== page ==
Completed in 1864, the Old Don Jail was last work of one of Canada’s most respected early architects, William Thomas, and the largest building project Toronto had seen to date. Like much of Thomas’s late work, the Jail is considered Renaissance Revival, a popular style of the mid-1800s that drew inspiration from Italian Renaissance, Baroque, and Mannerist architecture. The heavily rusticated stone and masonry structure remained in excellent condition right up to its closure as a functioning jail in 1977.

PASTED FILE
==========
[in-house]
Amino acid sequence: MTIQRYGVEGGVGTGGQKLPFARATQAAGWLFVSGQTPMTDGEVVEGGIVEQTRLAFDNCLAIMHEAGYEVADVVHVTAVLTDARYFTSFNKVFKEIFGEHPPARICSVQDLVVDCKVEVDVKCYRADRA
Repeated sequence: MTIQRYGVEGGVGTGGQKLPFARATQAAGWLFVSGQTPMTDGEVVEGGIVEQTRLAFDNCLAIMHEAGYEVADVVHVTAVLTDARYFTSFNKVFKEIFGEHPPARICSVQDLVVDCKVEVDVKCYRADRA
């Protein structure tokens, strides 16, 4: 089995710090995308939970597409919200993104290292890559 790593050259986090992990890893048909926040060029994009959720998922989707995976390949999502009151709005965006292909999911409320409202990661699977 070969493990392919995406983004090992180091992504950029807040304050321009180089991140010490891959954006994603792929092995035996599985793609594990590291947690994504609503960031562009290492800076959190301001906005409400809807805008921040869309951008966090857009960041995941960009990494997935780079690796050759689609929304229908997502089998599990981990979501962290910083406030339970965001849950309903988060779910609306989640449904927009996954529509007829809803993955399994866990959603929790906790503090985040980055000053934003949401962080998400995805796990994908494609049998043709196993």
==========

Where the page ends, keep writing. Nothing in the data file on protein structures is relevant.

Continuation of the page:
In 2013 a conservation and adaptive reuse project was completed in order to preserve the heritage of the site while providing new administrative offices for Bridgepoint Active Healthcare. ERA has been advising Bridgepoint since prior to the purchase of the jail, from initial concepts, through project masterplan and heritage conservation strategy, through to heritage compliance review and project completion.